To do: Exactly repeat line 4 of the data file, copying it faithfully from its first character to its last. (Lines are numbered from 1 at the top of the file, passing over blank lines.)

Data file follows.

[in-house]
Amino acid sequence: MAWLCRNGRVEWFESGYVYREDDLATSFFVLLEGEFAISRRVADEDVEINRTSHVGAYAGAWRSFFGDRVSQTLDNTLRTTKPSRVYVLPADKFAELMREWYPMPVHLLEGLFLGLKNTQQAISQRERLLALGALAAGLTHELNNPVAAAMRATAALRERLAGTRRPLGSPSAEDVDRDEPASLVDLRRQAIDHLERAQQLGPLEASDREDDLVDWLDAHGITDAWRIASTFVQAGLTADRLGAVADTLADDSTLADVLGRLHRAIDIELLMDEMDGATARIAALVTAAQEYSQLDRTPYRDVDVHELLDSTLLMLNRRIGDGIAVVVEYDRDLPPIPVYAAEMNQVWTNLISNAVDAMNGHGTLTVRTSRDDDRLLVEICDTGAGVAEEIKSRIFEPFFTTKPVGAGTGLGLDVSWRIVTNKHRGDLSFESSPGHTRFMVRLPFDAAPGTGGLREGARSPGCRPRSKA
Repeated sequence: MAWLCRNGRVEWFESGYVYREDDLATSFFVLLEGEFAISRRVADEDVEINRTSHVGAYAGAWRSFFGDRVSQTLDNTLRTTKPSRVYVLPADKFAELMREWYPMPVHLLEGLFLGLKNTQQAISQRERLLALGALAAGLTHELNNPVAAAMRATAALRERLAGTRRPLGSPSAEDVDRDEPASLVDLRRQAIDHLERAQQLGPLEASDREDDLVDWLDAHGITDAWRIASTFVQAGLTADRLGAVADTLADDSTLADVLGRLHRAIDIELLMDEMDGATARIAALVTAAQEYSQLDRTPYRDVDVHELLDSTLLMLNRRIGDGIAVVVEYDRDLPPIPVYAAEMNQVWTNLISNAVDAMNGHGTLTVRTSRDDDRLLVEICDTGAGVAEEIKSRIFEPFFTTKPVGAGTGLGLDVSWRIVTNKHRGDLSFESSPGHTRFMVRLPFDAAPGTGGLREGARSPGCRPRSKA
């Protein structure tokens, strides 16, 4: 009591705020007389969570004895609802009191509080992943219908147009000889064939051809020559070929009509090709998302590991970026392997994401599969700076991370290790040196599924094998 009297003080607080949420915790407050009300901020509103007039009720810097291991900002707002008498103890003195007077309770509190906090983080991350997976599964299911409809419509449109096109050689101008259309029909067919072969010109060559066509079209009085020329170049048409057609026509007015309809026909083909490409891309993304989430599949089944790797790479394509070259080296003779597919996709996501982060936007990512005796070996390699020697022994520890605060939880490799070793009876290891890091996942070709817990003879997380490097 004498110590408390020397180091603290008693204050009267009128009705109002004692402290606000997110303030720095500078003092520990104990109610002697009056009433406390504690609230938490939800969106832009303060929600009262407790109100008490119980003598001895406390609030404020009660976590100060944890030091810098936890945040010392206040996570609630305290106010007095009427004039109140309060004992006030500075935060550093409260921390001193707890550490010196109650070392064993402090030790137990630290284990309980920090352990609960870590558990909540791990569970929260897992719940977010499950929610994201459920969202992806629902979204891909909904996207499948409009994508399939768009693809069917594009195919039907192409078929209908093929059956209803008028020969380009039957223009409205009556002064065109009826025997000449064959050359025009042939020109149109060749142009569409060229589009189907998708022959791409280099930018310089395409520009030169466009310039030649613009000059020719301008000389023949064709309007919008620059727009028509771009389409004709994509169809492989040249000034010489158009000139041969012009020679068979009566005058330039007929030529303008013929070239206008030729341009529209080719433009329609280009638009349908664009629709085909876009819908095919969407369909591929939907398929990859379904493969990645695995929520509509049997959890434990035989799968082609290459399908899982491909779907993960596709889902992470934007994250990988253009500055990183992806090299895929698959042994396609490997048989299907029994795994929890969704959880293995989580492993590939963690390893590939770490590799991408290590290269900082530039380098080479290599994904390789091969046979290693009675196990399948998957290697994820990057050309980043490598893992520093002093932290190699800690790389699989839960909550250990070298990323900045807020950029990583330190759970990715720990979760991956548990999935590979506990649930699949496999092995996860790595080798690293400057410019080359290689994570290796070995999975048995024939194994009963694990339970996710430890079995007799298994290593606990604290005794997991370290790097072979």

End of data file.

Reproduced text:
């Protein structure tokens, strides 16, 4: 009591705020007389969570004895609802009191509080992943219908147009000889064939051809020559070929009509090709998302590991970026392997994401599969700076991370290790040196599924094998 009297003080607080949420915790407050009300901020509103007039009720810097291991900002707002008498103890003195007077309770509190906090983080991350997976599964299911409809419509449109096109050689101008259309029909067919072969010109060559066509079209009085020329170049048409057609026509007015309809026909083909490409891309993304989430599949089944790797790479394509070259080296003779597919996709996501982060936007990512005796070996390699020697022994520890605060939880490799070793009876290891890091996942070709817990003879997380490097 004498110590408390020397180091603290008693204050009267009128009705109002004692402290606000997110303030720095500078003092520990104990109610002697009056009433406390504690609230938490939800969106832009303060929600009262407790109100008490119980003598001895406390609030404020009660976590100060944890030091810098936890945040010392206040996570609630305290106010007095009427004039109140309060004992006030500075935060550093409260921390001193707890550490010196109650070392064993402090030790137990630290284990309980920090352990609960870590558990909540791990569970929260897992719940977010499950929610994201459920969202992806629902979204891909909904996207499948409009994508399939768009693809069917594009195919039907192409078929209908093929059956209803008028020969380009039957223009409205009556002064065109009826025997000449064959050359025009042939020109149109060749142009569409060229589009189907998708022959791409280099930018310089395409520009030169466009310039030649613009000059020719301008000389023949064709309007919008620059727009028509771009389409004709994509169809492989040249000034010489158009000139041969012009020679068979009566005058330039007929030529303008013929070239206008030729341009529209080719433009329609280009638009349908664009629709085909876009819908095919969407369909591929939907398929990859379904493969990645695995929520509509049997959890434990035989799968082609290459399908899982491909779907993960596709889902992470934007994250990988253009500055990183992806090299895929698959042994396609490997048989299907029994795994929890969704959880293995989580492993590939963690390893590939770490590799991408290590290269900082530039380098080479290599994904390789091969046979290693009675196990399948998957290697994820990057050309980043490598893992520093002093932290190699800690790389699989839960909550250990070298990323900045807020950029990583330190759970990715720990979760991956548990999935590979506990649930699949496999092995996860790595080798690293400057410019080359290689994570290796070995999975048995024939194994009963694990339970996710430890079995007799298994290593606990604290005794997991370290790097072979």